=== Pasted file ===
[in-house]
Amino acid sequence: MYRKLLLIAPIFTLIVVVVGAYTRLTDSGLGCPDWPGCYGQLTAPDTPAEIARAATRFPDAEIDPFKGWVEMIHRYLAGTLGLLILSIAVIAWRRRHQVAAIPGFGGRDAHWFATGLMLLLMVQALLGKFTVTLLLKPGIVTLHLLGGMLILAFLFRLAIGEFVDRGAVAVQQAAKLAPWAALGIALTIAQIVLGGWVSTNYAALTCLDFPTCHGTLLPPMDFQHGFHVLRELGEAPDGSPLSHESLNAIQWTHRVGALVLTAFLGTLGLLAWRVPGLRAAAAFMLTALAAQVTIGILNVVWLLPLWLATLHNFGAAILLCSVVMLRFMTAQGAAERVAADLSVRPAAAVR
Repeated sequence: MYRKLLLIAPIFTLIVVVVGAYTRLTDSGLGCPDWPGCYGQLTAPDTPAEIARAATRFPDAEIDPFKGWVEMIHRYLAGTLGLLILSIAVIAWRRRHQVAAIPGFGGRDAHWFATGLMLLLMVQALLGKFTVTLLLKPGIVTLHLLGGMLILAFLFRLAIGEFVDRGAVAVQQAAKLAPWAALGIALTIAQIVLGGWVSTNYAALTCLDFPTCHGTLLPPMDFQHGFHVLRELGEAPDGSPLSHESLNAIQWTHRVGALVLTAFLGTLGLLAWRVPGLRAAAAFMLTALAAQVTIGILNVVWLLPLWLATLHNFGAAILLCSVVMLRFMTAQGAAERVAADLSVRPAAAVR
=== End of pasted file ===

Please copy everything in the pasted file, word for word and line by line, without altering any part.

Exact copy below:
[in-house]
Amino acid sequence: MYRKLLLIAPIFTLIVVVVGAYTRLTDSGLGCPDWPGCYGQLTAPDTPAEIARAATRFPDAEIDPFKGWVEMIHRYLAGTLGLLILSIAVIAWRRRHQVAAIPGFGGRDAHWFATGLMLLLMVQALLGKFTVTLLLKPGIVTLHLLGGMLILAFLFRLAIGEFVDRGAVAVQQAAKLAPWAALGIALTIAQIVLGGWVSTNYAALTCLDFPTCHGTLLPPMDFQHGFHVLRELGEAPDGSPLSHESLNAIQWTHRVGALVLTAFLGTLGLLAWRVPGLRAAAAFMLTALAAQVTIGILNVVWLLPLWLATLHNFGAAILLCSVVMLRFMTAQGAAERVAADLSVRPAAAVR
Repeated sequence: MYRKLLLIAPIFTLIVVVVGAYTRLTDSGLGCPDWPGCYGQLTAPDTPAEIARAATRFPDAEIDPFKGWVEMIHRYLAGTLGLLILSIAVIAWRRRHQVAAIPGFGGRDAHWFATGLMLLLMVQALLGKFTVTLLLKPGIVTLHLLGGMLILAFLFRLAIGEFVDRGAVAVQQAAKLAPWAALGIALTIAQIVLGGWVSTNYAALTCLDFPTCHGTLLPPMDFQHGFHVLRELGEAPDGSPLSHESLNAIQWTHRVGALVLTAFLGTLGLLAWRVPGLRAAAAFMLTALAAQVTIGILNVVWLLPLWLATLHNFGAAILLCSVVMLRFMTAQGAAERVAADLSVRPAAAVR